Boris Pasternak (1890-1960)

  1. Night

Poem, 2'10".
Voice – Boris Pasternak
Recording – 1958

Boris Leonidovich Pasternak (b. Moscow 1890 - d. Peredelkino 1960), was a writer and musician. Between 1903 -1909 he studied with Scriabin, composing several pieces for piano. With poets Bobrov and Aseyev he was part of the futurist group Centrifuge [Tsentri fuga] founded in 1913, influenced by Russian symbolism. He entered this circle as a musician but soon started to write poetry, though maintaining a musica l influence in some of his patterns, such as the "juxtaposition of contrasting images or things that grow and develop" (Vladimir Markov). This use of transitions typical of music is also found in this poem recited by the author, where he destroys the hierarchy of objects and ideas, and puts on the same plane the Milky Way, the airplane, stars, coal men, infinite spaces... in order to give a view of the Universe. His poetry is formed following a contrapuntal method (taking the same subject from different points of view, or different subjects treated as one). Concepts are approached through family phonetic relationships. He makes associations of sounds and analogies of words in unexpected ways, like the futurists and surrealists, mixing logic and fantasy in the same expression.This poem, written in 1956, is the first recording of Pasternak and was made in 1958 by two Swedes who visited him, but there were a lot of faults in the recording, and it was only later, in 1965, that the first Soviet record, "The writers speak", appeared, with the recording of Pasternak's voice included here. Pasternak won the Nobel Prize for literature in 1958 but was obliged by the Soviet authorities not to accept it. His novel Dr. Zhivago (1955) became very popular outside the Soviet Union, but ran into serious difficulties from the Soviet censors. Pasternak decided then to maintain an internal exile.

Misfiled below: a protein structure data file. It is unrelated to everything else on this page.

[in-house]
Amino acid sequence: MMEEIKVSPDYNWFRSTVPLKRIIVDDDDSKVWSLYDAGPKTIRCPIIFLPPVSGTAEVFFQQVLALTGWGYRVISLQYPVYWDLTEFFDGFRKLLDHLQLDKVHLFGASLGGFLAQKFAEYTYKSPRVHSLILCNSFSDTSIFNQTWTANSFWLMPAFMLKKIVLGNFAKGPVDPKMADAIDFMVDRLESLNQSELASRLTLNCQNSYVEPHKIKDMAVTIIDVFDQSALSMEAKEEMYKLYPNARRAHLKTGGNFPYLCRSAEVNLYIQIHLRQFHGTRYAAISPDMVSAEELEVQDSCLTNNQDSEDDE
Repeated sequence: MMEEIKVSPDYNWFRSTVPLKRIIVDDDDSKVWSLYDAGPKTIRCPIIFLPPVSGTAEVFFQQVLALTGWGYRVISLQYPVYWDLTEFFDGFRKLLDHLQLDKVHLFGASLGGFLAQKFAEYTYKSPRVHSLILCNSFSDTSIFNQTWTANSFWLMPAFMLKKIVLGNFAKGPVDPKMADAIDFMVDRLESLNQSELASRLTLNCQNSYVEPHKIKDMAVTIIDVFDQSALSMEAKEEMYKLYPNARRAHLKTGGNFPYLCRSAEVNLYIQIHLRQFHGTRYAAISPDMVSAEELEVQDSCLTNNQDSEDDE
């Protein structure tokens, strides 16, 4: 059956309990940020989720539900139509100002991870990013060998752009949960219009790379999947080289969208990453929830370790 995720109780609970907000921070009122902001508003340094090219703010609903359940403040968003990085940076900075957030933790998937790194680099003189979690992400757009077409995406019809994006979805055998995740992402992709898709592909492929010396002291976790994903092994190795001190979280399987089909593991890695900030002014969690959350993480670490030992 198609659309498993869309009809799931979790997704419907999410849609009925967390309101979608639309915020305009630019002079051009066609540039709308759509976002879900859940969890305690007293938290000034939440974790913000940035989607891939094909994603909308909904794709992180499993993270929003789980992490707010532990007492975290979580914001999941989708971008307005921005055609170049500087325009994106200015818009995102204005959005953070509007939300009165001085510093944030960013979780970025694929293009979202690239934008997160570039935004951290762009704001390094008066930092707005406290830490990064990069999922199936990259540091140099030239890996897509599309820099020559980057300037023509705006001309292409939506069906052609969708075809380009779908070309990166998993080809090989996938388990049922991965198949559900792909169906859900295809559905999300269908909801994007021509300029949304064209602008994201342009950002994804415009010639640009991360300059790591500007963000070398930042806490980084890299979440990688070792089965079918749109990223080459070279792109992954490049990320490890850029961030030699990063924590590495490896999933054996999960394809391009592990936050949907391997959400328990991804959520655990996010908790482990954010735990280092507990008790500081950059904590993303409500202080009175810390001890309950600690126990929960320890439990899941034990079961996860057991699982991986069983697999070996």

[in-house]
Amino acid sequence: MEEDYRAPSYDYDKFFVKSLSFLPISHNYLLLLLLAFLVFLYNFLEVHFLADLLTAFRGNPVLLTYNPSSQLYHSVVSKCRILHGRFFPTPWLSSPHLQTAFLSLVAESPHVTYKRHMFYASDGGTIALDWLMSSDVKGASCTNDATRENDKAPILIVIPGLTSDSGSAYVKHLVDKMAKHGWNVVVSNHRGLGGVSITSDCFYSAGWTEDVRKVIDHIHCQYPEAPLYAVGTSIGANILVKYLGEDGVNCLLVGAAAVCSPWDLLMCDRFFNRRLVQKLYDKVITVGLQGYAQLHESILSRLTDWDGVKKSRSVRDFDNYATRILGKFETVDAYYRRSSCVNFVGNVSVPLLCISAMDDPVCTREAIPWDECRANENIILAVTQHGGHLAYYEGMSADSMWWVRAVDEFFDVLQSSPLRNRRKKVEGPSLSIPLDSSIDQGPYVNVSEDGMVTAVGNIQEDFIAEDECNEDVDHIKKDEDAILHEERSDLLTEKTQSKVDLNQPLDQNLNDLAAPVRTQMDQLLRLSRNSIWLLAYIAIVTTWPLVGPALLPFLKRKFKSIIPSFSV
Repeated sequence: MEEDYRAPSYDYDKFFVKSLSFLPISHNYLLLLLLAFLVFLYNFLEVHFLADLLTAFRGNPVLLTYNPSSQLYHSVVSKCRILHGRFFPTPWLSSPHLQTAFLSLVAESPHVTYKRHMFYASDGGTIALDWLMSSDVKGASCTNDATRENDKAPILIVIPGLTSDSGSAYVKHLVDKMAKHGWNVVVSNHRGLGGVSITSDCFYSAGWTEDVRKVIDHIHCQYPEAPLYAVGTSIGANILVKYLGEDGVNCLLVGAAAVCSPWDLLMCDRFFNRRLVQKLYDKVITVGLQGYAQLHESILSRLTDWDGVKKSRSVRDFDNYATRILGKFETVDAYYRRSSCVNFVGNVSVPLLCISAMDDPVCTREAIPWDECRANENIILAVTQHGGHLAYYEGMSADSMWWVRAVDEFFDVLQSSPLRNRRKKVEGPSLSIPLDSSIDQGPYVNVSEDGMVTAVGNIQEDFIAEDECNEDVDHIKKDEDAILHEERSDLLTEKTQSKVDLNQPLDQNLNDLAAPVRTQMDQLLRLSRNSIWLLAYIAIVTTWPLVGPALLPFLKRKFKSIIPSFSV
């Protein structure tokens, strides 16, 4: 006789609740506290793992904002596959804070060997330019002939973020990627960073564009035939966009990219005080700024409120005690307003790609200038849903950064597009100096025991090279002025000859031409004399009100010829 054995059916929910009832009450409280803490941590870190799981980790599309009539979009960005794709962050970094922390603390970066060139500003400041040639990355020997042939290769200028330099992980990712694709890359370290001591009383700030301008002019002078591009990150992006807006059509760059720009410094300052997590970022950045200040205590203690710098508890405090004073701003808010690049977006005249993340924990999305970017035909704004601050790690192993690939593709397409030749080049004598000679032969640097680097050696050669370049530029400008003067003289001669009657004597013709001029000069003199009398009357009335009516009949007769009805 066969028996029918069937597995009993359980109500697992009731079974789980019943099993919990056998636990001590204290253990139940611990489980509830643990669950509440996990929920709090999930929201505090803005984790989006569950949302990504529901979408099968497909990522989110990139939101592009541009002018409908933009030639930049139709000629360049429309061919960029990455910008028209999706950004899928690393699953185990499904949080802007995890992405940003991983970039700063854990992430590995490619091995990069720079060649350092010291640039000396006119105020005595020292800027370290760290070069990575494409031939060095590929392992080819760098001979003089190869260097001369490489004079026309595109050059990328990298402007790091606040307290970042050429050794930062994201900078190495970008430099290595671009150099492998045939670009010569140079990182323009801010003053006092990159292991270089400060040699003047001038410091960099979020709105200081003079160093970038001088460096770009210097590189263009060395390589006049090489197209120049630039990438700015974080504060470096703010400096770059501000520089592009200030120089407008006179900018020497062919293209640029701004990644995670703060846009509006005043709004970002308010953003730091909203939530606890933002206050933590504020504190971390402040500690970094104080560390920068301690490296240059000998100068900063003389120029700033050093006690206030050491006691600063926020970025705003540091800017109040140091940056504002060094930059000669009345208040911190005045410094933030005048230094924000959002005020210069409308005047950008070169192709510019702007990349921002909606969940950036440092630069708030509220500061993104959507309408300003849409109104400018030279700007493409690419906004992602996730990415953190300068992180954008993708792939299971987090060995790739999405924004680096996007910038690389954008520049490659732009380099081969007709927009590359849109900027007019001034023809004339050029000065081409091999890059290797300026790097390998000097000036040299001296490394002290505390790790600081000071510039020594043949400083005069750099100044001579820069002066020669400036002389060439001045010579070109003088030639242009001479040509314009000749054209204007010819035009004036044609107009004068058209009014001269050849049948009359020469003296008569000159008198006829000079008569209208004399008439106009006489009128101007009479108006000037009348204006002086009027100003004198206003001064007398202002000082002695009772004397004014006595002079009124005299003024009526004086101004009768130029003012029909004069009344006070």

Russian Futurists from the GLM Collection (1920-1959)
Sound Experiments in The Russian Avant-Garde (1908-1942)